We come into this world head first and go out feet first; in between, it is all a matter of balance.
— Paul Boese
A friend asked me if I had any cultural obsessions as a child.
I wondered if collecting rocks in third grade fit this category. Then I thought about my junior high years playing Michael Jackson and Donny Osmond 45s incessantly on my small portable record player. My Jackson 5, Motown 45 rpm vinyl record with the cobalt-blue label had grooves deeper than the Grand Canyon after I got done with it.
But then I remembered — I loved Wishniks!
Every little girl on my block and throughout the country owned a Barbie doll, including my two older sisters and me. My mother meticulously sewed Jackie Kennedy-esque green, calf-length dresses for our Barbies.
But for a variety of reasons, I tired of them; and during the summer of 1970, I began collecting wishniks, also known as trolls. They have been described as “those ugly but somehow endearing” plastic dolls with oversized heads, big grins, potbellies and frizzy hair.
It may have been my first pre-teen rebellion. No cigarettes or swigs of beer for this 11-year-old girl, who truly felt loved and secure — but a Catholic elementary school-style rebellion no less. Or maybe as I watched my older sisters emerging from brown burlapped-wrapped cocoons to become beautiful butterflies I was in a Peter Pan-like denial. I turned my back on Barbie’s glamorous evening gowns and her lithe 39-18-33 proportions and chose the six-inch unisex, pudgy, lovable little dolls.
Collecting Wishniks made me seem different, a foreign commodity in a tight-knit, large family. I was a classic third-born child of seven where feeling unique is rare, as uncommon as the dolls’ blue Albert Einstein hair.
I built my own family of nearly 20 Wishniks. One of my favorite finds was a miniature two-inch Wishnik that I excitedly bought at Danner’s with the first nickel I inserted into the slot of a gumball-type machine. My prize baby troll doll dropped out, encased in a clear, acorn-shaped capsule.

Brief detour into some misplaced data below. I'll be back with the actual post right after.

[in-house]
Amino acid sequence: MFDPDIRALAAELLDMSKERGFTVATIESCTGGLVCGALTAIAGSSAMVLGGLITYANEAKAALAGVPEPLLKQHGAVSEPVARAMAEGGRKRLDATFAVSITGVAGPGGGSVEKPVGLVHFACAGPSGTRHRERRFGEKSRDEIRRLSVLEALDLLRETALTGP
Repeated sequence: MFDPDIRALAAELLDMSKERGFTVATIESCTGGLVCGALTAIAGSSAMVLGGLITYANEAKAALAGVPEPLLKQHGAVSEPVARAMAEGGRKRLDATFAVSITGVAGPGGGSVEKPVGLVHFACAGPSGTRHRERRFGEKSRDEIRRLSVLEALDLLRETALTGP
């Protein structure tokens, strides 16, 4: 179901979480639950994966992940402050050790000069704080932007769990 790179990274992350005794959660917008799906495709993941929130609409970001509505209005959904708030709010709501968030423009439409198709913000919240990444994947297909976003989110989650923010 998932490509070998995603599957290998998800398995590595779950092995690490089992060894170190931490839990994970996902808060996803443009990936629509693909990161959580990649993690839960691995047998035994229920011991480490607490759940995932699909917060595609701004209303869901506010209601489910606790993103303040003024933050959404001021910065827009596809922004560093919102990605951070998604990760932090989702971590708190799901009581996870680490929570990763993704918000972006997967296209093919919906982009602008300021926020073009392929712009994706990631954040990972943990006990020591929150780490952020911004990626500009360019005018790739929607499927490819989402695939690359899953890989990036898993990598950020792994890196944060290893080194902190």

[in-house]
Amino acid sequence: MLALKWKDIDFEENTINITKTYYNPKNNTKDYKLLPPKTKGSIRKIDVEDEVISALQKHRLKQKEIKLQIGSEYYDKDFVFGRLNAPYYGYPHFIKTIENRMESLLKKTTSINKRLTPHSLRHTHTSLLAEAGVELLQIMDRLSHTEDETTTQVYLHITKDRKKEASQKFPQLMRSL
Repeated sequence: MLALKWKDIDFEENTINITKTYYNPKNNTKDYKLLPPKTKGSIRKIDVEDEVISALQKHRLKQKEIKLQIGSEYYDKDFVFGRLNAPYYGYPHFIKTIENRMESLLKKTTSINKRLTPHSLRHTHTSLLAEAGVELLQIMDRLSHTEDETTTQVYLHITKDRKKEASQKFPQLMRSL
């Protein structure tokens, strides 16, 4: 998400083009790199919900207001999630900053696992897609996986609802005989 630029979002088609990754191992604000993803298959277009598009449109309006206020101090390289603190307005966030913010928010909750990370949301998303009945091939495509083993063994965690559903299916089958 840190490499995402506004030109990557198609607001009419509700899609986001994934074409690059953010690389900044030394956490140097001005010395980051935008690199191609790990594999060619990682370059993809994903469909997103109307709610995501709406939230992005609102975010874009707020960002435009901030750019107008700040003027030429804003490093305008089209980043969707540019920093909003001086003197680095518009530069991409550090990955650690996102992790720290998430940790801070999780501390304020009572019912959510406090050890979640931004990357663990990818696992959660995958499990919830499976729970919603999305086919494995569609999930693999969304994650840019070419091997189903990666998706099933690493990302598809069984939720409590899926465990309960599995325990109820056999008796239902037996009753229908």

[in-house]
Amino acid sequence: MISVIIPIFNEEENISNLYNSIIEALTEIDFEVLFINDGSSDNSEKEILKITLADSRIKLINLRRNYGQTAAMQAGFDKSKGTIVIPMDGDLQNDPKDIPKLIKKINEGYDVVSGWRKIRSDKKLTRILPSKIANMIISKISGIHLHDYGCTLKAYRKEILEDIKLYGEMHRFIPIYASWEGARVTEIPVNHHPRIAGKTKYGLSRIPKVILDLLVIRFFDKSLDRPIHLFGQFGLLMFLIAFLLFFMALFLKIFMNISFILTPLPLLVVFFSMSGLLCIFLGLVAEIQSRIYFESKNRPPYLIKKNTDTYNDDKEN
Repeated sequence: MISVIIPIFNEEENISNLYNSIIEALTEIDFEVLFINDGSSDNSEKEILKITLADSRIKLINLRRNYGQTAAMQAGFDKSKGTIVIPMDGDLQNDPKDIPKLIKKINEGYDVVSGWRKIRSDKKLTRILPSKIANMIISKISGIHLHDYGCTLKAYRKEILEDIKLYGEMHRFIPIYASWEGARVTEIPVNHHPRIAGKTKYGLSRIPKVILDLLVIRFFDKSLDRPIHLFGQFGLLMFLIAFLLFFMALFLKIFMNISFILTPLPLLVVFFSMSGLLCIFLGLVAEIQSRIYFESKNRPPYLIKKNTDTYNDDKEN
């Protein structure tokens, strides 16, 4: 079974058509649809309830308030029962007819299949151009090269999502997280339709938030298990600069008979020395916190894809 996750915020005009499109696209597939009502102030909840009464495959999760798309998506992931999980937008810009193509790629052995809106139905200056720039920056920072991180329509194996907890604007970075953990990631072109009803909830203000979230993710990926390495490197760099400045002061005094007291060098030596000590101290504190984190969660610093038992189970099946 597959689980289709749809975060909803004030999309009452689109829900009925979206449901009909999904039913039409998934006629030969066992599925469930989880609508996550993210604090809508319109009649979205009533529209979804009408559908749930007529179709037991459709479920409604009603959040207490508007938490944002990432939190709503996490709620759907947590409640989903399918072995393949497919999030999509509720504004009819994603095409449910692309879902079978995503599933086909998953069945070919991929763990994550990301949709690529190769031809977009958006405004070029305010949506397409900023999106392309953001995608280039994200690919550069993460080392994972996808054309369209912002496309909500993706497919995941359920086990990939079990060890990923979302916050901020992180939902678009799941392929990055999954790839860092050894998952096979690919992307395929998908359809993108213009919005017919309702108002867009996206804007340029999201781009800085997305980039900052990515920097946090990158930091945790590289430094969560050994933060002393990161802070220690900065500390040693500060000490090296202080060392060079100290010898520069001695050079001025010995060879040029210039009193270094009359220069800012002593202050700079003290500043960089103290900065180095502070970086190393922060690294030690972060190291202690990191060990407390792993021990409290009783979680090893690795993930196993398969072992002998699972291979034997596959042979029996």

And I felt familial excitement, like my growing Wishnik family had just adopted the child of their dreams. I wonder if it was just a mirrored reflection of my own growing family, which now had Leta (14), Debbie (13), me (11), Kevin (9), Jerri (8) and David (4). Christopher was born three years later, when I was in eighth grade.
I think Wishniks taught me about balance.
Balance is important in life. Barbie dolls never understood that.
Even if I slid off their calf-defining stilettos and shoved their delicate feet into the hiking boots of my brother’s G.I Joe, Barbies never, ever figured out how to stand on their own two feet.
Barbie always had to have something to lean on. If she wasn’t propped up against a wall or sitting down, she inevitably ended up flat on her face and pitifully lay there waiting for GI Joe to come rescue her. Rather sad really.
I always wanted to yell some common sense into them:
“Attention! All you Barbie dolls, stop focusing on your looks and, for the love of Pete, stop walking on your tiptoes!”
My Wishniks, however, were strong and steady on their feet. You could stand them anywhere, and they had balance. I could set their stocky little bodies with blue hair on the end of my mom’s midcentury-modern end table and nudge them off the edge, and 80 percent of the time they’d land flat on their feet, like a cat.
I learned the importance of balance from my Wishniks, a life-long lesson that Malibu Barbie could never teach.
It warms my heart when I see a troll doll. With their wild colorful hair and outstretched yoga-like arms, they make me feel balanced.
Janet Hommel Mangas, the third of seven children, grew up on the east side of Greenwood. The Center Grove area resident and her husband are the parents of three daughters.